Many Americans have a negative image of journalists and it is one that is growing in believability and acceptance every day, especially as the New Media begins to attract more and more attention from the American people. This image of the aloof, even anti-American, journalist is becoming rote with more people all the time. Sadly, the journalists themselves seem to be uninterested in countering this appalling public image, imagining themselves above being considered mere Americans. On this subject, a recent op ed by Mark Fitzgerald of Editor & Publisher warns journalists that perception is often truth and that the penchant that journalists have for not standing proudly and patriotically during the National Anthem does not help their image any -- good advice that will be roundly ignored by journalists the country over.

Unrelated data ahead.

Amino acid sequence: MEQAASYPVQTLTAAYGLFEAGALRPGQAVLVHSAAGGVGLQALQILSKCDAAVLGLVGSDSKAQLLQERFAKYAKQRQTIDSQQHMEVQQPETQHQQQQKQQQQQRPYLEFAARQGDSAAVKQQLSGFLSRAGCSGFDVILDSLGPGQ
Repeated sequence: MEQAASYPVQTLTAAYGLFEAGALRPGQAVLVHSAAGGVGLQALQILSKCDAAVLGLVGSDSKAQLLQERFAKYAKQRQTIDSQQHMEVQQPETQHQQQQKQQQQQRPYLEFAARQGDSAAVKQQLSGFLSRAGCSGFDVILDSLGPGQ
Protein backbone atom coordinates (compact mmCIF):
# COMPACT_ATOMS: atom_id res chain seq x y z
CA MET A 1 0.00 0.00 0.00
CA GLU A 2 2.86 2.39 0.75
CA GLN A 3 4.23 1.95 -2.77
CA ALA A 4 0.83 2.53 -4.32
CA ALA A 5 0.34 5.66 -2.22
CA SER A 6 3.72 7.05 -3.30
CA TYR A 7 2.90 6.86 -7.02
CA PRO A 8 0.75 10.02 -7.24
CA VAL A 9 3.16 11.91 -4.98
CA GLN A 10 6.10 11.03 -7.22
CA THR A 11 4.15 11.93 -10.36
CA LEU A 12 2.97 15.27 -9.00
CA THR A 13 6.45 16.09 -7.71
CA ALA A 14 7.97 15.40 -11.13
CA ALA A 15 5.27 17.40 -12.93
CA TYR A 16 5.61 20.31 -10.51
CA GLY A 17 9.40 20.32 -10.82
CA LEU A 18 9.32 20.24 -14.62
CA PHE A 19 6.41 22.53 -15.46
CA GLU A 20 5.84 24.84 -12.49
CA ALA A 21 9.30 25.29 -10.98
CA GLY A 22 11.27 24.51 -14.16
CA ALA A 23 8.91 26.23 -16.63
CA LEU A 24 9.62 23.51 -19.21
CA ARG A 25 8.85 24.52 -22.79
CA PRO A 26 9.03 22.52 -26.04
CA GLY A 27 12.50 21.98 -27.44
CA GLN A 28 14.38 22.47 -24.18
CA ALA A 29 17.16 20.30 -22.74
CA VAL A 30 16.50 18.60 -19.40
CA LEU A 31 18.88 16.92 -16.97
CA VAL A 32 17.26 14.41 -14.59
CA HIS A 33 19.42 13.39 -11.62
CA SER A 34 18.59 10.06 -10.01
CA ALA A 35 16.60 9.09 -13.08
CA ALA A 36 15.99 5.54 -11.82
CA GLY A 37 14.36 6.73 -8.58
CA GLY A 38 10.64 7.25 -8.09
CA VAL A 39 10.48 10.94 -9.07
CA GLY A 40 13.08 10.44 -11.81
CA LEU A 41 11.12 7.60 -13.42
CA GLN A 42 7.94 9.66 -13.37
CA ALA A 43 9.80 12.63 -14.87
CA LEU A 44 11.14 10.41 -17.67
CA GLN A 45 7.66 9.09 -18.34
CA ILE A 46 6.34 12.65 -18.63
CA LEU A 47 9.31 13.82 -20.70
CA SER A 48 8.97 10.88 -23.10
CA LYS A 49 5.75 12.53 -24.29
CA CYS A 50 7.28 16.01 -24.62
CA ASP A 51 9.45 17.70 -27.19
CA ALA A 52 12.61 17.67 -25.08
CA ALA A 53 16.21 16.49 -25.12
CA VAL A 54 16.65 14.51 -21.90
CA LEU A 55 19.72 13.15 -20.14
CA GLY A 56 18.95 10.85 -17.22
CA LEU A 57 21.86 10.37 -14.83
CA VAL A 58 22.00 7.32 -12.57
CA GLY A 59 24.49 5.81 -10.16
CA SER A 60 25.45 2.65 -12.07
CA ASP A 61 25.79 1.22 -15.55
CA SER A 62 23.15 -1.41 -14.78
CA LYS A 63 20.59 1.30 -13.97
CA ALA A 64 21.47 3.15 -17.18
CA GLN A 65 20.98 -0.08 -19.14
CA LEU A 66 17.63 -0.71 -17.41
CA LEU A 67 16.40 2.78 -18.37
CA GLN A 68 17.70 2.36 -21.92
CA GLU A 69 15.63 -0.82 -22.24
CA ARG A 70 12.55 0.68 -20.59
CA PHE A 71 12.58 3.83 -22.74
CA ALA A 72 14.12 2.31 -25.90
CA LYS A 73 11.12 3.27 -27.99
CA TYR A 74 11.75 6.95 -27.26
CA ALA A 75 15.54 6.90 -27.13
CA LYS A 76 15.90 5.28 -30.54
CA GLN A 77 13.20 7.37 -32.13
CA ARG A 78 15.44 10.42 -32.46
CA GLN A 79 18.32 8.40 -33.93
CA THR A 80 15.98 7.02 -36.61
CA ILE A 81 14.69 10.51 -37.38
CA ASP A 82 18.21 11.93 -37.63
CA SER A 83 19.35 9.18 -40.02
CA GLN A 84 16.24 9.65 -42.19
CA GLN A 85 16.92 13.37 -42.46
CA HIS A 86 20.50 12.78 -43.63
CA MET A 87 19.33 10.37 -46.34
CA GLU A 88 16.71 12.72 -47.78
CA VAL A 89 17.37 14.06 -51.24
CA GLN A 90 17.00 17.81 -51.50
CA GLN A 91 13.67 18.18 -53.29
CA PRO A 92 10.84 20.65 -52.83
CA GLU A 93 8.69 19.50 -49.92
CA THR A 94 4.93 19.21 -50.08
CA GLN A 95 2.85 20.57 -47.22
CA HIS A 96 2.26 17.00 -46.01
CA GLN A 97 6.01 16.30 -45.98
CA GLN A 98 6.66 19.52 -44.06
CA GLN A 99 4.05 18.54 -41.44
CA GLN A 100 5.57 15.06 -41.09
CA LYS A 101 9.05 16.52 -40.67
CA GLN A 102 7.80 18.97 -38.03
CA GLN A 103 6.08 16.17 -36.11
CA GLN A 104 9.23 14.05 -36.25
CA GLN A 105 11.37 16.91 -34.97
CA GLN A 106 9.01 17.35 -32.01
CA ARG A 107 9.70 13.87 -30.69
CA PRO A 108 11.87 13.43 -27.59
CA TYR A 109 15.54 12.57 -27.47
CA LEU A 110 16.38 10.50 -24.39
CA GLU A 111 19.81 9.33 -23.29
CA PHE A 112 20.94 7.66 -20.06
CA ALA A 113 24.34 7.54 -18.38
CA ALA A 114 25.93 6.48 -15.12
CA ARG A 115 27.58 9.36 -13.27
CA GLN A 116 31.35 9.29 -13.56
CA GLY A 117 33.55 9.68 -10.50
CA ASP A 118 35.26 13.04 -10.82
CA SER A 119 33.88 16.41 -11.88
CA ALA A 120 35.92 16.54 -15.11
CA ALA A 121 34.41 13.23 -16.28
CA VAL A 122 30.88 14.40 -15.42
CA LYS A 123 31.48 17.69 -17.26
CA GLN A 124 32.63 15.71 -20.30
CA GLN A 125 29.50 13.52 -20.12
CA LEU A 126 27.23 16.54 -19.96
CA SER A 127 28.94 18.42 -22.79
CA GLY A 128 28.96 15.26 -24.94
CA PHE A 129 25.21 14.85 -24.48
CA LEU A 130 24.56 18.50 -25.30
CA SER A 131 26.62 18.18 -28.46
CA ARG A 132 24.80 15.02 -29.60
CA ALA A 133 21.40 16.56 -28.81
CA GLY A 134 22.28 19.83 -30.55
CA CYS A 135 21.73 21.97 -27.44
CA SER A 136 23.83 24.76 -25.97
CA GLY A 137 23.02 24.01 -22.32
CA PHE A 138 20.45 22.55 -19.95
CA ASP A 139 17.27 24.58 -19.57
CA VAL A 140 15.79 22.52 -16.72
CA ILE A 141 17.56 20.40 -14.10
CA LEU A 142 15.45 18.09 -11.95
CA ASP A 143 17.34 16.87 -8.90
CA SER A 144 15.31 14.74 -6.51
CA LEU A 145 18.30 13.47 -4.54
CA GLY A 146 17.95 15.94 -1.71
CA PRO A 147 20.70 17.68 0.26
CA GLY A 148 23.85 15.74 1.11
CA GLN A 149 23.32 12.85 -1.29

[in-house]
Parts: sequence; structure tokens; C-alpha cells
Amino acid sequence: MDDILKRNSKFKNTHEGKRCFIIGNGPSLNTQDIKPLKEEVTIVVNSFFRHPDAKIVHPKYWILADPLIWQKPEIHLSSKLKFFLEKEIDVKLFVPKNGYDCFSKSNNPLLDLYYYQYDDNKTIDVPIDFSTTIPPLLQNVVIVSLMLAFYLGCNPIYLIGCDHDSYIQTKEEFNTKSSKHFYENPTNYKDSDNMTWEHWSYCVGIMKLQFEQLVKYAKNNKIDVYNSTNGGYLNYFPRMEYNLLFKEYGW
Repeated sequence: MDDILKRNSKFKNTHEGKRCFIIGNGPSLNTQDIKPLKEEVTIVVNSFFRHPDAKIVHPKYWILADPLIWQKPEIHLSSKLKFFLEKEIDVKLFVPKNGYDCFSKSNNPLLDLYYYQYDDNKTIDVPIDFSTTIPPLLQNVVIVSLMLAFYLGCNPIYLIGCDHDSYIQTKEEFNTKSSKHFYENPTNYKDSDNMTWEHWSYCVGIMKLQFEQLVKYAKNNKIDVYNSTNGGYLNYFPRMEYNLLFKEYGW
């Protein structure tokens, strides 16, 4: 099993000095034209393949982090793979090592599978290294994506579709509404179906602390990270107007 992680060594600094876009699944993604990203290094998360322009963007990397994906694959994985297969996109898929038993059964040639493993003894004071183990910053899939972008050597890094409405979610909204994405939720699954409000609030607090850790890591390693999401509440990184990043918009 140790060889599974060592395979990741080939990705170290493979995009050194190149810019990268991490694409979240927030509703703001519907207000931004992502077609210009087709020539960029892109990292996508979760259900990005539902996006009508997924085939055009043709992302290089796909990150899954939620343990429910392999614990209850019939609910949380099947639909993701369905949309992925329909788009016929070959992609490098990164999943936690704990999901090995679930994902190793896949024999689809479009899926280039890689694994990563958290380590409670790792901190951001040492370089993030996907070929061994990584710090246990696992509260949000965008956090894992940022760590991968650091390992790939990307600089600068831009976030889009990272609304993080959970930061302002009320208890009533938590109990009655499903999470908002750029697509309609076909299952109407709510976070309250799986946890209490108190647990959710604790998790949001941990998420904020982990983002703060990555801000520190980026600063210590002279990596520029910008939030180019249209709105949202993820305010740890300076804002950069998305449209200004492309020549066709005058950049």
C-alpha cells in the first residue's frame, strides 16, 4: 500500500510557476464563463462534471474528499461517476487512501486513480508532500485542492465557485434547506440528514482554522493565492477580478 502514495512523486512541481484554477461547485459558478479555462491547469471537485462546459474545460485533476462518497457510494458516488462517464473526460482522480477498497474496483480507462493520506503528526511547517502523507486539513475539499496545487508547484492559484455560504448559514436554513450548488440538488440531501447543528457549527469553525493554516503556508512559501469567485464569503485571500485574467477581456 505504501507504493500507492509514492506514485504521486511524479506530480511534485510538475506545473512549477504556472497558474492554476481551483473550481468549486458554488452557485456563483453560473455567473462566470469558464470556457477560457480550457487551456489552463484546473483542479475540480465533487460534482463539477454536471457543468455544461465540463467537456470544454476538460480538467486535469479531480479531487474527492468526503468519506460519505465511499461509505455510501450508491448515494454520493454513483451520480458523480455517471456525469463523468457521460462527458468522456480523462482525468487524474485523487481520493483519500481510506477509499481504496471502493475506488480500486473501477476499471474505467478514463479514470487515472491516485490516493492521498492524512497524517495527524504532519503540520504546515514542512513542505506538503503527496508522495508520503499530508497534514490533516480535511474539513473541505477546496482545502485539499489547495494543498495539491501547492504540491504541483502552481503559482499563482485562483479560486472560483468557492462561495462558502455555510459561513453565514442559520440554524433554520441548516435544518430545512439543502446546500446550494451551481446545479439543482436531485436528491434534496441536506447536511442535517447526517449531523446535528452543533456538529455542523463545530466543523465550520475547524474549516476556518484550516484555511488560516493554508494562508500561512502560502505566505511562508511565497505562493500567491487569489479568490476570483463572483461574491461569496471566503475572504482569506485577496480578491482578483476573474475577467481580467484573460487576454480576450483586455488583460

Fitzgerald starts off with a bit of an untruth of his own, though I am not accusing him of knowingly perpetrating a falsehood. Saying that "There's no cheering in the press box," Fitzgerald goes on to describe journalists are perennially uninvolved and aloof from the subject of which they report. At some level this may be correct. Certainly when journalists, notoriously left-wing, cover conservatives and Republicans there is no cheering. But, as the recent example during the 2008 National Democratic Convention shows, when it is left-wing, journalists have no problem at all cheering. One need not forget the fawning the media lovingly handed to Bill Clinton to prove the cheerleading they are apt to, either.
Still, that quibble aside, Fitzgerald has a great point about how the unpatriotic attitude of journalists damages their profile. Worse, it makes people doubt journalist's work simply because their word isn't trusted not to be coming from an anti-American perspective.